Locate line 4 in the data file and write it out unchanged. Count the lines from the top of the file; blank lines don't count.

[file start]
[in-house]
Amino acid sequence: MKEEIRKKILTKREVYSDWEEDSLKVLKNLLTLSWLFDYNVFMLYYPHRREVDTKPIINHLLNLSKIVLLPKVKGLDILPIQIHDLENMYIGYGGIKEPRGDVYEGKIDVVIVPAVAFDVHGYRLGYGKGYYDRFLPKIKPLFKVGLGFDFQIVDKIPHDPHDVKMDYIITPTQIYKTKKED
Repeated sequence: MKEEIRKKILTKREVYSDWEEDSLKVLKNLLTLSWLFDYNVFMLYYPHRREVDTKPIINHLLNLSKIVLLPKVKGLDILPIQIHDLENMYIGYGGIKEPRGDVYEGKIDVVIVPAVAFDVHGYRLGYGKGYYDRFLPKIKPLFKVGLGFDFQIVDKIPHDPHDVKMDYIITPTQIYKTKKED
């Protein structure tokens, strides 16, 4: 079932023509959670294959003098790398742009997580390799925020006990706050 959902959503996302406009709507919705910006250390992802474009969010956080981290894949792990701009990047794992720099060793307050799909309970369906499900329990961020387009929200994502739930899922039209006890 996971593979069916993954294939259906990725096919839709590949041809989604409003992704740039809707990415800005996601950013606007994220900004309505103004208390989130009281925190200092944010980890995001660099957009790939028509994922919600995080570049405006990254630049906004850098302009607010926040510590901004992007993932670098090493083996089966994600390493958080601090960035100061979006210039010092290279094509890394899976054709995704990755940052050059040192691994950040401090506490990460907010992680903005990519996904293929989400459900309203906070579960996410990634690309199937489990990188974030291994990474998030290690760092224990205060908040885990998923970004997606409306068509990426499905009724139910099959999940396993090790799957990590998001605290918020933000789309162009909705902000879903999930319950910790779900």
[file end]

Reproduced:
């Protein structure tokens, strides 16, 4: 079932023509959670294959003098790398742009997580390799925020006990706050 959902959503996302406009709507919705910006250390992802474009969010956080981290894949792990701009990047794992720099060793307050799909309970369906499900329990961020387009929200994502739930899922039209006890 996971593979069916993954294939259906990725096919839709590949041809989604409003992704740039809707990415800005996601950013606007994220900004309505103004208390989130009281925190200092944010980890995001660099957009790939028509994922919600995080570049405006990254630049906004850098302009607010926040510590901004992007993932670098090493083996089966994600390493958080601090960035100061979006210039010092290279094509890394899976054709995704990755940052050059040192691994950040401090506490990460907010992680903005990519996904293929989400459900309203906070579960996410990634690309199937489990990188974030291994990474998030290690760092224990205060908040885990998923970004997606409306068509990426499905009724139910099959999940396993090790799957990590998001605290918020933000789309162009909705902000879903999930319950910790779900």